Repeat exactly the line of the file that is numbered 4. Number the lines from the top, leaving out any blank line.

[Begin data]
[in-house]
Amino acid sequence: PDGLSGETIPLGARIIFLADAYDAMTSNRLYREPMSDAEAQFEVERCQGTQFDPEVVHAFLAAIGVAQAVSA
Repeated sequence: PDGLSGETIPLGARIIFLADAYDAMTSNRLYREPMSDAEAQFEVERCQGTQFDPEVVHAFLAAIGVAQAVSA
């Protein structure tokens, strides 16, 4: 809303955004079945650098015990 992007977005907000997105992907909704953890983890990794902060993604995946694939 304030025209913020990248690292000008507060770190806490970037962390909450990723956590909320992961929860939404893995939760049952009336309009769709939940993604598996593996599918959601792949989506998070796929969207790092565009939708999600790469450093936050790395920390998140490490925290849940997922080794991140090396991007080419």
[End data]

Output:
């Protein structure tokens, strides 16, 4: 809303955004079945650098015990 992007977005907000997105992907909704953890983890990794902060993604995946694939 304030025209913020990248690292000008507060770190806490970037962390909450990723956590909320992961929860939404893995939760049952009336309009769709939940993604598996593996599918959601792949989506998070796929969207790092565009939708999600790469450093936050790395920390998140490490925290849940997922080794991140090396991007080419």